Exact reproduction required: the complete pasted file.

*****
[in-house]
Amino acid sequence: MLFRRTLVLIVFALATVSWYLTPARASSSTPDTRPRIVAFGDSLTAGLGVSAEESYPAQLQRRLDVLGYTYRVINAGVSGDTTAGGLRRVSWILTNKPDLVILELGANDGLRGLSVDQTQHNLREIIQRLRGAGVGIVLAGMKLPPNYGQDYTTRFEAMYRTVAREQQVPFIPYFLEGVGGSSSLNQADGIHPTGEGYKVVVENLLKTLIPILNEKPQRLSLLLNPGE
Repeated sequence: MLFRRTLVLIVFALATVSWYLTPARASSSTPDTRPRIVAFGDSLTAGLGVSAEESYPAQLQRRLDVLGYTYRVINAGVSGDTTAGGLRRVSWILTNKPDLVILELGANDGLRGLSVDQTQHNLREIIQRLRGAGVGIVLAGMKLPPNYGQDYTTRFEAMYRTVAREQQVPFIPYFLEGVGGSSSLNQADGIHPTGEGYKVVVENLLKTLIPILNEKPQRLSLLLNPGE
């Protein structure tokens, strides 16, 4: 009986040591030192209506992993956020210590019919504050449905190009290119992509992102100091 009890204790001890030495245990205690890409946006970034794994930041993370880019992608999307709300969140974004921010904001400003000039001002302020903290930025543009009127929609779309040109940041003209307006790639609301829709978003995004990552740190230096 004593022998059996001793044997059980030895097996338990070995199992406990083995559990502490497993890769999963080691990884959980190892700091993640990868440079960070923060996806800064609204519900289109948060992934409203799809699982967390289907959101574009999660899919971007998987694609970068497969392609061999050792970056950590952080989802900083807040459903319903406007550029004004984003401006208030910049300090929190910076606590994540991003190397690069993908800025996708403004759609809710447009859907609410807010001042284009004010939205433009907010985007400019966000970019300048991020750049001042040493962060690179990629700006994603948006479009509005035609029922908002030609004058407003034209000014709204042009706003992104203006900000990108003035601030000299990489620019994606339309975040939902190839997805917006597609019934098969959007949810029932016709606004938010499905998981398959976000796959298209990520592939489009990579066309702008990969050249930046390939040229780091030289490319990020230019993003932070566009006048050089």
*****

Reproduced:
[in-house]
Amino acid sequence: MLFRRTLVLIVFALATVSWYLTPARASSSTPDTRPRIVAFGDSLTAGLGVSAEESYPAQLQRRLDVLGYTYRVINAGVSGDTTAGGLRRVSWILTNKPDLVILELGANDGLRGLSVDQTQHNLREIIQRLRGAGVGIVLAGMKLPPNYGQDYTTRFEAMYRTVAREQQVPFIPYFLEGVGGSSSLNQADGIHPTGEGYKVVVENLLKTLIPILNEKPQRLSLLLNPGE
Repeated sequence: MLFRRTLVLIVFALATVSWYLTPARASSSTPDTRPRIVAFGDSLTAGLGVSAEESYPAQLQRRLDVLGYTYRVINAGVSGDTTAGGLRRVSWILTNKPDLVILELGANDGLRGLSVDQTQHNLREIIQRLRGAGVGIVLAGMKLPPNYGQDYTTRFEAMYRTVAREQQVPFIPYFLEGVGGSSSLNQADGIHPTGEGYKVVVENLLKTLIPILNEKPQRLSLLLNPGE
């Protein structure tokens, strides 16, 4: 009986040591030192209506992993956020210590019919504050449905190009290119992509992102100091 009890204790001890030495245990205690890409946006970034794994930041993370880019992608999307709300969140974004921010904001400003000039001002302020903290930025543009009127929609779309040109940041003209307006790639609301829709978003995004990552740190230096 004593022998059996001793044997059980030895097996338990070995199992406990083995559990502490497993890769999963080691990884959980190892700091993640990868440079960070923060996806800064609204519900289109948060992934409203799809699982967390289907959101574009999660899919971007998987694609970068497969392609061999050792970056950590952080989802900083807040459903319903406007550029004004984003401006208030910049300090929190910076606590994540991003190397690069993908800025996708403004759609809710447009859907609410807010001042284009004010939205433009907010985007400019966000970019300048991020750049001042040493962060690179990629700006994603948006479009509005035609029922908002030609004058407003034209000014709204042009706003992104203006900000990108003035601030000299990489620019994606339309975040939902190839997805917006597609019934098969959007949810029932016709606004938010499905998981398959976000796959298209990520592939489009990579066309702008990969050249930046390939040229780091030289490319990020230019993003932070566009006048050089």